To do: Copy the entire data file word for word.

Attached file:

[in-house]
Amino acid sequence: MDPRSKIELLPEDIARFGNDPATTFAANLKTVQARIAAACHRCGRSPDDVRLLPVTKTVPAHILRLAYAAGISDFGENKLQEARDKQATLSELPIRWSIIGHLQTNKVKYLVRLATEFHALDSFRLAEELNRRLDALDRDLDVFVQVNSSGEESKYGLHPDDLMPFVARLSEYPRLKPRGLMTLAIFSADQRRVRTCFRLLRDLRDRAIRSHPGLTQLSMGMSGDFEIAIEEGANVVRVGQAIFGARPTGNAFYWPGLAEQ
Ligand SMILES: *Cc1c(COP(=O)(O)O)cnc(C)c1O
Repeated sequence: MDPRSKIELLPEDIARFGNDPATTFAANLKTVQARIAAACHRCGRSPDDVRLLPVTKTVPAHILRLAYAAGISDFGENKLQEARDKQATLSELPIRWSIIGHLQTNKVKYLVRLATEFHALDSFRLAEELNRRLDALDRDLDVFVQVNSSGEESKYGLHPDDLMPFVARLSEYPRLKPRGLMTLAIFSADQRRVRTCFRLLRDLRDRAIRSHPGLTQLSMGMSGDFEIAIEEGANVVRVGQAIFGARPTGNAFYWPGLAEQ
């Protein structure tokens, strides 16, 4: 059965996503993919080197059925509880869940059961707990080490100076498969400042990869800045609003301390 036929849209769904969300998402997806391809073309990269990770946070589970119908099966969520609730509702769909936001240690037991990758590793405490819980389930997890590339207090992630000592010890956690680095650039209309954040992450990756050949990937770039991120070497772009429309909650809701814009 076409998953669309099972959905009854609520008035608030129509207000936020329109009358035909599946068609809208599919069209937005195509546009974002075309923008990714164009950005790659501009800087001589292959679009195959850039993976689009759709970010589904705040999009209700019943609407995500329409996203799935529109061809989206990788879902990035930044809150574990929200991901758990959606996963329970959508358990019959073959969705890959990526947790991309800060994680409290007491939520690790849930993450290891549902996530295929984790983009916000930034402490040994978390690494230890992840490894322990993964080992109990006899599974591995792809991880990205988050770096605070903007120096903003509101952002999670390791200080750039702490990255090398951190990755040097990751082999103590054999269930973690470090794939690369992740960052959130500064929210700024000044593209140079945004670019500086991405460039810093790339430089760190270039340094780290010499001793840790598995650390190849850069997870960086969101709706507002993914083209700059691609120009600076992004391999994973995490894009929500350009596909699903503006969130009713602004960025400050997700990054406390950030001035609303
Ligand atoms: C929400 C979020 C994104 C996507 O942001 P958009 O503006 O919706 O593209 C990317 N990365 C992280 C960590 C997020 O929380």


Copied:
[in-house]
Amino acid sequence: MDPRSKIELLPEDIARFGNDPATTFAANLKTVQARIAAACHRCGRSPDDVRLLPVTKTVPAHILRLAYAAGISDFGENKLQEARDKQATLSELPIRWSIIGHLQTNKVKYLVRLATEFHALDSFRLAEELNRRLDALDRDLDVFVQVNSSGEESKYGLHPDDLMPFVARLSEYPRLKPRGLMTLAIFSADQRRVRTCFRLLRDLRDRAIRSHPGLTQLSMGMSGDFEIAIEEGANVVRVGQAIFGARPTGNAFYWPGLAEQ
Ligand SMILES: *Cc1c(COP(=O)(O)O)cnc(C)c1O
Repeated sequence: MDPRSKIELLPEDIARFGNDPATTFAANLKTVQARIAAACHRCGRSPDDVRLLPVTKTVPAHILRLAYAAGISDFGENKLQEARDKQATLSELPIRWSIIGHLQTNKVKYLVRLATEFHALDSFRLAEELNRRLDALDRDLDVFVQVNSSGEESKYGLHPDDLMPFVARLSEYPRLKPRGLMTLAIFSADQRRVRTCFRLLRDLRDRAIRSHPGLTQLSMGMSGDFEIAIEEGANVVRVGQAIFGARPTGNAFYWPGLAEQ
């Protein structure tokens, strides 16, 4: 059965996503993919080197059925509880869940059961707990080490100076498969400042990869800045609003301390 036929849209769904969300998402997806391809073309990269990770946070589970119908099966969520609730509702769909936001240690037991990758590793405490819980389930997890590339207090992630000592010890956690680095650039209309954040992450990756050949990937770039991120070497772009429309909650809701814009 076409998953669309099972959905009854609520008035608030129509207000936020329109009358035909599946068609809208599919069209937005195509546009974002075309923008990714164009950005790659501009800087001589292959679009195959850039993976689009759709970010589904705040999009209700019943609407995500329409996203799935529109061809989206990788879902990035930044809150574990929200991901758990959606996963329970959508358990019959073959969705890959990526947790991309800060994680409290007491939520690790849930993450290891549902996530295929984790983009916000930034402490040994978390690494230890992840490894322990993964080992109990006899599974591995792809991880990205988050770096605070903007120096903003509101952002999670390791200080750039702490990255090398951190990755040097990751082999103590054999269930973690470090794939690369992740960052959130500064929210700024000044593209140079945004670019500086991405460039810093790339430089760190270039340094780290010499001793840790598995650390190849850069997870960086969101709706507002993914083209700059691609120009600076992004391999994973995490894009929500350009596909699903503006969130009713602004960025400050997700990054406390950030001035609303
Ligand atoms: C929400 C979020 C994104 C996507 O942001 P958009 O503006 O919706 O593209 C990317 N990365 C992280 C960590 C997020 O929380």